Chapter 7 FAQs

  •  Most persons who seek our help DO qualify for Chapter 7 bankruptcy. Chapter 7 bankruptcy is available to consumer debtors whose income does not substantially exceed their income. Even if your income is above the “median” (median is the middle point: half the state earns more and half the state earns less), you can qualify for chapter 7 bankruptcy if your necessary obligations (including taxes, mortgage, car payments) fully offset your income.
  • If a consumer debtor does have “too much” income for chapter 7 bankruptcy, they can file chapter 13, which lets them MANAGE their debt; they repay it over time, often for pennies on the dollar.
  • There are exceptions to qualify high income earners, including persons with mostly business or tax debt.
  • Chapter 7 bankruptcy filers almost always keep all their property.
  • There is no explicit minimum debt requirement for chapter 7 bankruptcy.
  • To file chapter 7 bankruptcy, you need to wait 8 years from the time you had filed a prior chapter 7 (that ended in discharge or cancellation of debt), or 6 years from the time you had filed a prior chapter 13 (shorter if that chapter 13 paid off a very high amount of debt).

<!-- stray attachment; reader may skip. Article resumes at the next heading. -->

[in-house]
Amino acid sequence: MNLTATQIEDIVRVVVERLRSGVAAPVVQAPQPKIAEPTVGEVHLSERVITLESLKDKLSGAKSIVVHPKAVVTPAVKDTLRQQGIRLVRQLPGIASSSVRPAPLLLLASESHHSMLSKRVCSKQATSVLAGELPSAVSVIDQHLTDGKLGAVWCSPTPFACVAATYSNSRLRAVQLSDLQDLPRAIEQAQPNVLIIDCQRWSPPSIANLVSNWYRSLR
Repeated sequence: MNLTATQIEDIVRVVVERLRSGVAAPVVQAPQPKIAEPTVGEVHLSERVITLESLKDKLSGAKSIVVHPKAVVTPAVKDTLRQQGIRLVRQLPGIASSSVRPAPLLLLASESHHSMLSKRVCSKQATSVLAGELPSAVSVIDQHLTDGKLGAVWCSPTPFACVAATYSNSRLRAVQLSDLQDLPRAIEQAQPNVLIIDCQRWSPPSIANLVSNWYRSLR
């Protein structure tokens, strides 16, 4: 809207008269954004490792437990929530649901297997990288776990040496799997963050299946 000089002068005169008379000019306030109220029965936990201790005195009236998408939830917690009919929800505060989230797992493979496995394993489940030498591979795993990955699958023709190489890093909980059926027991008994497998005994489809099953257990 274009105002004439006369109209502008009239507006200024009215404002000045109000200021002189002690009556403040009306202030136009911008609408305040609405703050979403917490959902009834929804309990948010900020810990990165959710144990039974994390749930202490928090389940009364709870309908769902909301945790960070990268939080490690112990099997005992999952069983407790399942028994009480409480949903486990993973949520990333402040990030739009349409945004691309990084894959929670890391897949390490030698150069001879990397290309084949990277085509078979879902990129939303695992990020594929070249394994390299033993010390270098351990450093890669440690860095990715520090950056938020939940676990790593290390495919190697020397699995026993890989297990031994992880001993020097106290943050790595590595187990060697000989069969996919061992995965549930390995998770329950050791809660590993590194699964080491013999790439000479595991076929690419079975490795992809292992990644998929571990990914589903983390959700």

Category: Chapter 7 FAQs

About a month after a Chapter 7 Bankruptcy is filed, you MUST attend the so-called Meeting of Creditors. “So-called” because creditors often don’t appear. The meeting–conveniently conducted via telephone or Zoom–typically amounts to a very-brief interview with a chapter 7 trustee. She will confirm your identity and have you answer (mostly basic yes/no) questions to confirm that you’ve truthfully reported your financial affairs in the bankruptcy papers filed with the court. The trustee will also verify receipt of supporting documentation. We work hard to satisfy all requirements in advance to ensure the meeting amounts to an uneventful formality. We also fully prepare our clients to help eliminate any stress or uncertainty in regard to the meeting and the progression of their case.

Category: Chapter 7 FAQs

Your bankruptcy discharge followed by case closure is due about 61 days after the meeting of creditors (or 3 months from the filing date). During that interim we may discuss reaffirmation (reinstatement) of any secured loans (without any detrimental change to terms), which may be helpful for noticing purposes (otherwise, you don’t receive billing statements) and rebuilding credit, After bankruptcy, your credit can improve: by eliminating old debt, you can later take on new obligations, such as mortgages. Your income to debt relationship will be restored to a proper ratio. While there are exceptions to cancellation of debts (like student loans), the chapter 7 bankruptcy discharge is a powerful, cost-effective remedy to wipe out most types of debt and obtain a fresh start,

Category: Chapter 7 FAQs

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